Legacy: Tutankhaten became pharoah (son of Akhenaten), at aged nine and married one of his father's daughters who was aged twelve. He changed his name to 'Tutankhamun' as a symbol of the revolution. They set up their main seat of government at Memphis and with the capital city Thebes.
What researchers believe Tutankhumun looked like
Tutankhamun promised to make restoration and retribution to the old gods, including paying for the damaged temples and demoloshing the temples of Amun-Re, the Sun God. Every trace of Atenism was wiped out although some artistic and cultural changes were kept temporarily. These changes were a representation of the old culture and the religious revolution.
The independence of the pharaoh was lost. The attempt at autonomy had failed.
- Ancient Interpretations: Tutankhuman speaks of the time of Akhenaten as a period of "sickness" and neglect of the gods, deserting Egypt.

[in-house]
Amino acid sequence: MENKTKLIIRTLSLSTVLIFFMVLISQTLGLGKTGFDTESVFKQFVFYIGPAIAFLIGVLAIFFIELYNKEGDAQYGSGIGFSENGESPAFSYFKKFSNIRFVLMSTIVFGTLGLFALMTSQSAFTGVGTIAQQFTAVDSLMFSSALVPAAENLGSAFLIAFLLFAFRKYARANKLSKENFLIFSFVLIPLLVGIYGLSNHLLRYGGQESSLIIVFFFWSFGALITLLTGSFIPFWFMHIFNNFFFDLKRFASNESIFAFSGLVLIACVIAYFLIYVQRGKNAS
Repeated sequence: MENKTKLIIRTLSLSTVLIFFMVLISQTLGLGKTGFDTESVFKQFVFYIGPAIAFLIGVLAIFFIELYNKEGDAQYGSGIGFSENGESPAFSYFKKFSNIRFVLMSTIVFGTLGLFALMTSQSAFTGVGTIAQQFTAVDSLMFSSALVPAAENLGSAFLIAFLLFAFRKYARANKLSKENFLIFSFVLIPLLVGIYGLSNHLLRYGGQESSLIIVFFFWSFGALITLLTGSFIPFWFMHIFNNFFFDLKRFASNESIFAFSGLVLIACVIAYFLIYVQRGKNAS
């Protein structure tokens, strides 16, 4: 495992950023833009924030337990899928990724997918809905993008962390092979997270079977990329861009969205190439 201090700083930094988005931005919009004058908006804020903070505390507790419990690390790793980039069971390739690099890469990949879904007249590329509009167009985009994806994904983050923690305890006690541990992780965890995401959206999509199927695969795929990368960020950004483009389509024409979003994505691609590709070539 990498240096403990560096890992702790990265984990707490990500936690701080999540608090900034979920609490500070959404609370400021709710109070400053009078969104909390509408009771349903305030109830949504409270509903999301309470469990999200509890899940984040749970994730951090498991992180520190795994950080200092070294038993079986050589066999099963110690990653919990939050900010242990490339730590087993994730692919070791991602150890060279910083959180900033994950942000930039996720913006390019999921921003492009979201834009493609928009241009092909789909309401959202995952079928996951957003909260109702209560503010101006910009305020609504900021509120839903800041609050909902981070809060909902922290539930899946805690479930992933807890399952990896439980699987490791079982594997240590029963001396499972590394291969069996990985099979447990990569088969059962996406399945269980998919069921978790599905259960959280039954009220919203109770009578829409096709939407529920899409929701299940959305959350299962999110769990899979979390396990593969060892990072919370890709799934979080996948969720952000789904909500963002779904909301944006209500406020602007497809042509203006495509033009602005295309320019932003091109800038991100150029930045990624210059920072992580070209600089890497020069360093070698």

- Ay as king, near Akhminum speaks of this time period being "evil" and the "destruction of right".
- In the 19th Dynasty overall Akhenaten was referred to as "the heretic" and " thats criminal of Akhenaten"
- Horemheb added "corruption" to the list of ills.
- Modern Interpretations: Early 1900s- Weigall interpreted Akhenaten i n the light of his own Victorian views. He believed there were 'simple and homely' qualities in the reign that was 'worthy of admiration'.
- 1920s- Newberry came from a liberal time where Akhenaten being homosexual was being discussed but never accepted.
- 1960s- Sir Mortimer WHeeler wrote, 'this remarkable man, who broke up with Egyptian traditian'. 'If he dreamed rather than ruled, that is a part of the marvel'.
- 1980s- To Redford, Akhenaten was 'ugly', 'a poor judge of character', 'not gifted as an administrator' and 'effete'. Although withsome 'ability as a poet', and a 'flair for art , sculpture and design.'
By Jarriah Lawson